Sir Ian McKellen attends the We Are Queer Britain VIP Reception at Queer Britain on October 18, 2022 in London, England Source: Lia Toby/Getty Images

Sir Ian McKellen: Coming Out Changed Everything... for the Better

Kilian Melloy READ TIME: 3 MIN.

Even now, many closeted people fear that coming out will derail their lives professionally as well as personally. Sir Ian McKellen came out more than 35 years ago, in 1988. In an interview to promote his new film "The Critic," the 84-year-old actor said the impact of that choice was drastic, immediate – and completely beneficial.

"Almost overnight everything in my life changed for the better," People Magazine quoted McKellen telling Variety, adding that "my relationships with people and my whole attitude toward acting changed."

At the time, People Mag noted, there were "proposed laws in England that would have made it illegal for local authorities to 'promote homosexuality.'"

In fact, such laws were passed under an amendment known as Section 28, and they served, in part, as England's version of the "Don't Say Gay" laws that GOP-state legislatures are now imposing on American schools under the guise of protecting students. England repealed the law in 2003, and six years later then-Prime Minister David Cameron apologized on behalf of the government for its passage.

McKellen's admission did not cause his career to implode; rather, after coming out, his work improved, and the parts just kept coming.

"He was more emotionally available, more present," Variety said.

McKellen told the magazine, "People who are not gay just simply don't know how it damages you to be lying about what you are and ashamed of yourself."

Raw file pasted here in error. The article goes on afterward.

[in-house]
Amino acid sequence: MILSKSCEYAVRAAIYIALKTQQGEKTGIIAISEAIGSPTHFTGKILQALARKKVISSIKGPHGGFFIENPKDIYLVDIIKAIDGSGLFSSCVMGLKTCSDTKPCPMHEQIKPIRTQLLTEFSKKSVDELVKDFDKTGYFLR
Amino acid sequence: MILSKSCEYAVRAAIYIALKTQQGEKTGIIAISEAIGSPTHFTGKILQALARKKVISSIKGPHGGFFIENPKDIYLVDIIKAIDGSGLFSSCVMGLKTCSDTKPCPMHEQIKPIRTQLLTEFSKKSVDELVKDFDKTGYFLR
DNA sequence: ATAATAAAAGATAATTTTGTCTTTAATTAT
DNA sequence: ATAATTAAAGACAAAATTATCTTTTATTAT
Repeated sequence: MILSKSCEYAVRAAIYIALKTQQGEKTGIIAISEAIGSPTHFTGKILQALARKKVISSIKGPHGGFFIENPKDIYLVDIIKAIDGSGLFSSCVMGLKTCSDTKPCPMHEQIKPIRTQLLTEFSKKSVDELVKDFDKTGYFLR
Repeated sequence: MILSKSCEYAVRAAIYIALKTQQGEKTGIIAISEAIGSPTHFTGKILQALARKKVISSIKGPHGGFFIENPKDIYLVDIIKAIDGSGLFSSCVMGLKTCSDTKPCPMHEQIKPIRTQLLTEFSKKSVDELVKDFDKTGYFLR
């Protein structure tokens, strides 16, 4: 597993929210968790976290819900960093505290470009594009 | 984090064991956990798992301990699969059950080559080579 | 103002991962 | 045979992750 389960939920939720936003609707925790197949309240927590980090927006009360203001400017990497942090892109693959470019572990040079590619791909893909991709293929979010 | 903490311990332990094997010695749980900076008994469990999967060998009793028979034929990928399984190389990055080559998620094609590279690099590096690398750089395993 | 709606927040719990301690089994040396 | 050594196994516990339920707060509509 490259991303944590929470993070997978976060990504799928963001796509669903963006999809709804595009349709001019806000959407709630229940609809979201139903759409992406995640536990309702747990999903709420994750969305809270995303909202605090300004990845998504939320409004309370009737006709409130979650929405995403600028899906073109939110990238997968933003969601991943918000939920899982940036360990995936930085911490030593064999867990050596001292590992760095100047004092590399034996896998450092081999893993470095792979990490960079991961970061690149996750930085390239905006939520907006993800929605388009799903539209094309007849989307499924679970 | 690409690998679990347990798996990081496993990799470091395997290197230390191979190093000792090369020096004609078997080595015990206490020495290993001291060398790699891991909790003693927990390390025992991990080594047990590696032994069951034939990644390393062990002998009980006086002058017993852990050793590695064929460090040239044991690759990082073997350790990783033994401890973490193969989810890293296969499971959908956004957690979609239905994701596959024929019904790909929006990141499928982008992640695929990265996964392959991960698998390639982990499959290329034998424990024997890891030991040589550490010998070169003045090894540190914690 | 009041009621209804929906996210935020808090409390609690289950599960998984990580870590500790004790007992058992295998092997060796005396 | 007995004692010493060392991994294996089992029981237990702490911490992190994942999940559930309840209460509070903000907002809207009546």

His coming out was a spontaneous act, People Mag said. The actor was on a radio show when he made his revelation. "On air, we debated the new law and, riled by the bland pomposity of [the lawmakers'] homophobia, and, honestly, without thinking, I mentioned to those few thousands who tune into Radio 3, that I opposed Section 28 because I was gay," McKellen described in a 1988 essay.

"That I had actually come out probably surprised me more than my being gay can have shocked any listener who knew my work," McKellen added.

Not only did friends, family, and colleagues not care; most of them had known already and it didn't matter to them.

"And if that change hadn't taken place, he doubts he could have made the move to film," Variety detailed, "with the camera exposing and magnifying any wrong note."

The already-esteemed stage actor went on to international success as a film star in movies like "Gods and Monsters," "Apt Pupil," and the "X-Men" and "Lord of the Rings" franchises.

In his new film, McKellen plays a theater critic who is the nemesis to a young actor (played by Gemma Arterton). McKellen relished the role, telling Variety, "Often the devil has the best tunes and the best lines, and it's fun to play an outrageous man who clearly has some emotional problems."

He's also, perhaps not coincidentally, a man with problems that have been forced onto him by a homophobic society. Variety thumbnailed that "The Critic" is set in the 1930s, a time when being gay was illegal in Britain, and McKellen's character, "who is gay, finds himself on the brink of being fired after the police pick him up for soliciting sex. To keep his job, he resorts to blackmail."

The director of "The Critic," Anand Tucker, praised McKellen's performance in the upcoming film and attributed some of its power to McKellen's authentic life experience.

"I don't subscribe to the idea that you need to be gay to play a gay part," the director told Variety. "But in Ian's case, there's something about his own lived experience that allowed him to bring a kind of urgent truth to the role."

"He had a deep understanding of what it means to be an outsider who is shunned for the truth of who they are."

by Kilian Melloy , EDGE Staff Reporter

Kilian Melloy serves as EDGE Media Network's Associate Arts Editor and Staff Contributor. His professional memberships include the National Lesbian & Gay Journalists Association, the Boston Online Film Critics Association, The Gay and Lesbian Entertainment Critics Association, and the Boston Theater Critics Association's Elliot Norton Awards Committee.

Read These Next